Format

Send to

Choose Destination
PeerJ. 2018 Jun 25;6:e5149. doi: 10.7717/peerj.5149. eCollection 2018.

Hi-MC: a novel method for high-throughput mitochondrial haplogroup classification.

Author information

1
Population and Quantitative Health Sciences, Case Western Reserve University, Cleveland, OH, USA.
2
Institute for Computational Biology, Case Western Reserve University, Cleveland, OH, USA.
3
Vanderbilt Eye Institute and Department of Ophthalmology & Visual Sciences, Vanderbilt University Medical Center, Nashville, TN, USA.
4
Vanderbilt Institute for Clinical and Translational Research, Vanderbilt University Medical Center, Nashville, TN, USA.
5
Department of Neurology, Vanderbilt University Medical Center, Nashville, TN, USA.
6
Center for Human Genetics Research, Vanderbilt University, Nashville, TN, USA.
7
Department of Medicine, Vanderbilt University Medical Center, Nashville, TN, USA.
8
Department of Pharmacology, Vanderbilt University, Nashville, TN, USA.
9
Center for Mitochondrial and Epigenomic Medicine, Children's Hospital of Philadelphia, Philadelphia, PA, USA.

Abstract

Effective approaches for assessing mitochondrial DNA (mtDNA) variation are important to multiple scientific disciplines. Mitochondrial haplogroups characterize branch points in the phylogeny of mtDNA. Several tools exist for mitochondrial haplogroup classification. However, most require full or partial mtDNA sequence which is often cost prohibitive for studies with large sample sizes. The purpose of this study was to develop Hi-MC, a high-throughput method for mitochondrial haplogroup classification that is cost effective and applicable to large sample sizes making mitochondrial analysis more accessible in genetic studies. Using rigorous selection criteria, we defined and validated a custom panel of mtDNA single nucleotide polymorphisms that allows for accurate classification of European, African, and Native American mitochondrial haplogroups at broad resolution with minimal genotyping and cost. We demonstrate that Hi-MC performs well in samples of European, African, and Native American ancestries, and that Hi-MC performs comparably to a commonly used classifier. Implementation as a software package in R enables users to download and run the program locally, grants greater flexibility in the number of samples that can be run, and allows for easy expansion in future revisions. Hi-MC is available in the CRAN repository and the source code is freely available at https://github.com/vserch/himc.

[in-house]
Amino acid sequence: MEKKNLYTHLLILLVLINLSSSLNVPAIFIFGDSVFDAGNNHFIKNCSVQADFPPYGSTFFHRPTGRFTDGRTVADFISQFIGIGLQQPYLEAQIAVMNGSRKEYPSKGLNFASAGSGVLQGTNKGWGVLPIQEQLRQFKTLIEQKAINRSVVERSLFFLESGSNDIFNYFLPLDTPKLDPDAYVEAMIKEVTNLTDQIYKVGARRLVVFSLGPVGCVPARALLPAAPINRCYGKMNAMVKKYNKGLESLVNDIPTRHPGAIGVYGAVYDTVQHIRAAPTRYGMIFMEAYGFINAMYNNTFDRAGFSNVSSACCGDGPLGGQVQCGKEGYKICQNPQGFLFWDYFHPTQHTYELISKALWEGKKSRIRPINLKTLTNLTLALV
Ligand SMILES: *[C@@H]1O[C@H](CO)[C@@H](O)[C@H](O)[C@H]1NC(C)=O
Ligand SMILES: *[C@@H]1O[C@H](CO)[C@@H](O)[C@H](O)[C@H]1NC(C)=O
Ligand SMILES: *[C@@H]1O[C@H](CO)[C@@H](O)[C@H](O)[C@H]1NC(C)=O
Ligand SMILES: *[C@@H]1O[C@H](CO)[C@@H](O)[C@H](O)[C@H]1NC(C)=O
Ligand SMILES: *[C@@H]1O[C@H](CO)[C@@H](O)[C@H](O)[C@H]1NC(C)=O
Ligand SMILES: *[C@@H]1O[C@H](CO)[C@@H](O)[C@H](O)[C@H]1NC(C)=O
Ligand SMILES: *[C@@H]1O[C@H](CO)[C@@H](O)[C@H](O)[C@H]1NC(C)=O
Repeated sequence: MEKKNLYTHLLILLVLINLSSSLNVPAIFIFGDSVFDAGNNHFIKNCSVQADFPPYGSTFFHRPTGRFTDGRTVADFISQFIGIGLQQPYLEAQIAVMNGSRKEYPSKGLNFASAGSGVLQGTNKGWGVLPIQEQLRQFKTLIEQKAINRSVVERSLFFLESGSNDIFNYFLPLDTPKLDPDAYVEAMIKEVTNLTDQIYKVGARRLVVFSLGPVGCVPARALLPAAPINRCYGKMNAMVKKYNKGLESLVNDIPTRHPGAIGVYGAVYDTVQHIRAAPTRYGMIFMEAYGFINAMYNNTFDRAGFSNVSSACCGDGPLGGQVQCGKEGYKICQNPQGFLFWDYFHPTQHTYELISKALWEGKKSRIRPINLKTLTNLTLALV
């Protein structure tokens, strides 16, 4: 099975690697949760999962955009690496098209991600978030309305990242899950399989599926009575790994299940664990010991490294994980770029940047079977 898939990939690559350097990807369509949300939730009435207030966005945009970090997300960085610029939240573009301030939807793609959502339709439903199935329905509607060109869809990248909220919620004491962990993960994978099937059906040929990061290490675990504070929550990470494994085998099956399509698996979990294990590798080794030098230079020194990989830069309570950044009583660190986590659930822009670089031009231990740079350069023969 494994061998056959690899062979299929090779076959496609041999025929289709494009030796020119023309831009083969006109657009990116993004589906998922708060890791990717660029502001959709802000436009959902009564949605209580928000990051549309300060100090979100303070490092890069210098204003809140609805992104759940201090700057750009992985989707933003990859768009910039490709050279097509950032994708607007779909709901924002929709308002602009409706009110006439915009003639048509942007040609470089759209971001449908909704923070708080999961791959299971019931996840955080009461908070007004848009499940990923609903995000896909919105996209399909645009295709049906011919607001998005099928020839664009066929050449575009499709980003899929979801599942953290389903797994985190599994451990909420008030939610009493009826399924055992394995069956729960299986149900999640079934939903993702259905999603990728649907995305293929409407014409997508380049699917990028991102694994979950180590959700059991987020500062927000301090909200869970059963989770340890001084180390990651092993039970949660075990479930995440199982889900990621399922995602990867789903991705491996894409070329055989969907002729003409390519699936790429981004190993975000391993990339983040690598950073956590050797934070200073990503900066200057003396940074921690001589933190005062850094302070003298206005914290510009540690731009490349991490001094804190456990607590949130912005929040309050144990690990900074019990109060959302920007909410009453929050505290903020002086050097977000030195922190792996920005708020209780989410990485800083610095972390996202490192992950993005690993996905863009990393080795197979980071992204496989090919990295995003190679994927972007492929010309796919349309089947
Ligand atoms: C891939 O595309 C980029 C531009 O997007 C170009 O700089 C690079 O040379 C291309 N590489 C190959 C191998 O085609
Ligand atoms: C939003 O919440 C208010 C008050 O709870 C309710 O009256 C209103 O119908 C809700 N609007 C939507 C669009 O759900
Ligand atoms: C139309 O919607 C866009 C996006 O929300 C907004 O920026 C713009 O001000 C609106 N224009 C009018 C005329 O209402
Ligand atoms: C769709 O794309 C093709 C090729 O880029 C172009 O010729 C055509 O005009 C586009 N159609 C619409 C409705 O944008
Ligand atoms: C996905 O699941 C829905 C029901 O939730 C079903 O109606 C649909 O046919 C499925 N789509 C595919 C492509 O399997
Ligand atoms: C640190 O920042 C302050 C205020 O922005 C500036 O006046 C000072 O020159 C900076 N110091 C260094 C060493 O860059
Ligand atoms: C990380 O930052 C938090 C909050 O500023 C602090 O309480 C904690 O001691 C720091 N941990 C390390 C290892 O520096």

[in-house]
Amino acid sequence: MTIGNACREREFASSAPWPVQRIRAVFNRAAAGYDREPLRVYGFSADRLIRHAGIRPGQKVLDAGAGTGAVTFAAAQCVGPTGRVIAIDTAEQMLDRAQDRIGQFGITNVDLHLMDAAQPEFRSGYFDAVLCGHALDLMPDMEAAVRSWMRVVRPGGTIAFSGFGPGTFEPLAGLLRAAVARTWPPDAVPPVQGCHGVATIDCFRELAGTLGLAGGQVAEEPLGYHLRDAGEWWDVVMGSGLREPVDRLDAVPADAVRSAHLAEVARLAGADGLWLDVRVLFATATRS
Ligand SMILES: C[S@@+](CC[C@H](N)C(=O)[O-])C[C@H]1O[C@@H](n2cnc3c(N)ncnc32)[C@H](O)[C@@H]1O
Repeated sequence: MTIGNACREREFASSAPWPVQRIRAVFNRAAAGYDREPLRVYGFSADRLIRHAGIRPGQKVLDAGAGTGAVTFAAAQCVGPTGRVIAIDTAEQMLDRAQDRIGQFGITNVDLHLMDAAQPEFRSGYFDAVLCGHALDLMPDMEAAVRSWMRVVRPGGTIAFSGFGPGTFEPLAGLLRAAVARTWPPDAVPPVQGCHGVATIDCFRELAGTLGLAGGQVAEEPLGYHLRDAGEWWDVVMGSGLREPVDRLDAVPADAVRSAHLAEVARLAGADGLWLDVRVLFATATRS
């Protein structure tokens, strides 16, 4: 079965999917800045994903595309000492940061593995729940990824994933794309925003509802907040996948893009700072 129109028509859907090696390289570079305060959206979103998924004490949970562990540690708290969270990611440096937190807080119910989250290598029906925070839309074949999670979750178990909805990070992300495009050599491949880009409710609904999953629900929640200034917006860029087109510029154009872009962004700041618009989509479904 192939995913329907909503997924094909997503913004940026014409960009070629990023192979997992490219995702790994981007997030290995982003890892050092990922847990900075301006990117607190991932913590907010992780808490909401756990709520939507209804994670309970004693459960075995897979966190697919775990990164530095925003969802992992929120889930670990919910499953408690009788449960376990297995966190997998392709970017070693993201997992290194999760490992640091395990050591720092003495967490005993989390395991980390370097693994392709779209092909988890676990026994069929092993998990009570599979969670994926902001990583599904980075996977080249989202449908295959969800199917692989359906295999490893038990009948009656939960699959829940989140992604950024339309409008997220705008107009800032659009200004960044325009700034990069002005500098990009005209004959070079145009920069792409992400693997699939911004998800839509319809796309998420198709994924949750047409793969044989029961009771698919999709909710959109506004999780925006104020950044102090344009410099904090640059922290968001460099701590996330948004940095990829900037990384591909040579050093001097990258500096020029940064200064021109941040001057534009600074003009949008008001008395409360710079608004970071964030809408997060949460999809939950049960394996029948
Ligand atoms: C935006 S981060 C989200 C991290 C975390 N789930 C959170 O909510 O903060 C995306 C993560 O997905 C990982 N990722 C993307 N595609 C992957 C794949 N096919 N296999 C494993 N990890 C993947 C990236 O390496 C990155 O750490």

KEYWORDS:

Classifier; Genotype; Haplogroup; Mitochondria; mtDNA variation

Conflict of interest statement

The authors declare that they have no competing interests.

Supplemental Content

Full text links

Icon for PeerJ, Inc. Icon for PubMed Central
Loading ...
Support Center